Talks on Israel-Lebanon Maritime Border Continue But a Solution is Nowhere in Sight

© AP Photo / Ariel SchalitIsrael's offshore Leviathan gas field in the Mediterranean Sea, Tuesday, Sept. 29, 2020.
Israel's offshore Leviathan gas field in the Mediterranean Sea, Tuesday, Sept. 29, 2020. - Sputnik International, 1920, 13.02.2022
Israel and Lebanon have no diplomatic relations and years of animosity have prevented the two states from settling their maritime borders. The US is now trying to broker a deal between the two nations, a move that's needed to drill in the area, which is believed to be rich in gas.
The United States continues to put pressure on both Lebanon and Israel to come to an agreement on the demarcation of their maritime border, a dispute that's so far has prevented exploration in the area, which is believed to be rich with gas.
Both countries claim that a triangular area of the Mediterranean Sea, where the energy resource is believe to lie, is located within their territorial waters. Years of animosity and war have prevented Israel and Lebanon from resolving the crisis. Now, with the US mediation, a solution might be on the horizon.

Divided We Stand

Mohammed Kleit, a Beirut-based journalist, has been monitoring the developments closely, and he says the local media and the public are largely divided over their attitude towards the negotiations.

"There is a vertical division between two camps in Lebanon. The first focuses on the importance of negotiations and is hopeful that the deal would be paving a way to a peace deal with Israel".

The second one, says the journalist, is driven by the distrust Beirut has regarding the US and Israel.

"The only reason, why they would want to see that deal shaping is to preserve the Lebanese energy resources and end the state of crisis we’re living in."

Acute Energy Crisis

Lebanon has been having energy problems for years. Its state electricity company, Electricite Du Liban, has been a loss-making utility that has contributed significantly to the country's debt.
To cope with the crisis, Lebanese authorities used to import energy resources but as the country's financial situation deteriorated in 2019, that mission has become nearly impossible. As a direct result, the state is often plunged into darkness; queues at petrol stations have become a common phenomenon.
Those energy and financial crises have stirred public dissatisfaction and compelled many to protest. At times, the situation has become so tense that experts and journalists have warned that Lebanon was an inch away from another civil war.
To avoid such a scenario, Lebanon has agreed to hold talks with the US to resolve the decades' long dispute with Israel, but Kleit says he doubts a resolution is possible any time soon.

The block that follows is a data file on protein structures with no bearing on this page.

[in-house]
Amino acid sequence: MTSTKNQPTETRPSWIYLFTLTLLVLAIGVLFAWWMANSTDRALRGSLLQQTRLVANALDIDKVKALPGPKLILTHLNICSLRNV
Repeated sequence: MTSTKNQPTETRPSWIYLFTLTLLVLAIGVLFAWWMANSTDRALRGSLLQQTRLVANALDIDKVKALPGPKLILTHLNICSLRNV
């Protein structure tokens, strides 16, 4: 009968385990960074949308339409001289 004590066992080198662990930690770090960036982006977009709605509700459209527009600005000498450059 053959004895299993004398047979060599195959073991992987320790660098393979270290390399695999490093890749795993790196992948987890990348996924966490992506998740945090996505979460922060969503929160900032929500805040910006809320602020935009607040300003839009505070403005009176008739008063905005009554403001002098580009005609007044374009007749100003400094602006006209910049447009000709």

No Solution in Sight?

The first reason for this is the "far-fetched" demands of Washington, which insists Lebanon should be sharing its maritime resources with Israel. The second is general Lebanese distrust in the State Department as a fair negotiator.

"The US puts Israel’s security above any other regional player's interests, and what they are trying to do now is to lure Lebanon into a deal using their monetary aid. If Beirut dares to reject [the initiative], the siege will continue or even worsen," explained the journalist.

Beirut knows not to underestimate the influence the US has in the region and the world. On the one hand, Washington has been providing the Arab country with hundreds of millions of dollars in annual humanitarian assistance. It gave a greenlight to Egypt to transfer gas to energy-hungry Lebanon via Jordan and Syria.
On the other hand, it knew to impose sanctions on its companies and banks and the fear is that it can also pull strings with the International Monetary Fund, that's currently leading negotiations with Lebanon on a generous cash injection, and prevent it from unlocking billions of dollars needed for Lebanon's assistance.
Lebanon desperately needs that monetary package. In 2021, poverty rates in the country neared 75 percent. Unemployment levels have also been alarming, but to get international cash injections, Beirut needs to implement a number of political and economic reforms.
Now, with the US intensifying its efforts, Lebanon might be also asked to end its maritime dispute with Israel.
However, there is a catch -- Hezbollah. The Iran-backed Shiite militia has been at war with Israel since the 1980s, and there is "no chance," says Kleit, that the group will agree to bow down to US pressure.
"In 1982, when former President Bachir Gemayel called for peace and cooperation with Israel, he got assassinated," said Kleit, suggesting that history can repeat itself.
"Hezbollah has strong political, social and military positions in the country. Plus the anti-Israel sentiment in Lebanon is still strong, and as such a deal is highly unlikely," he added.
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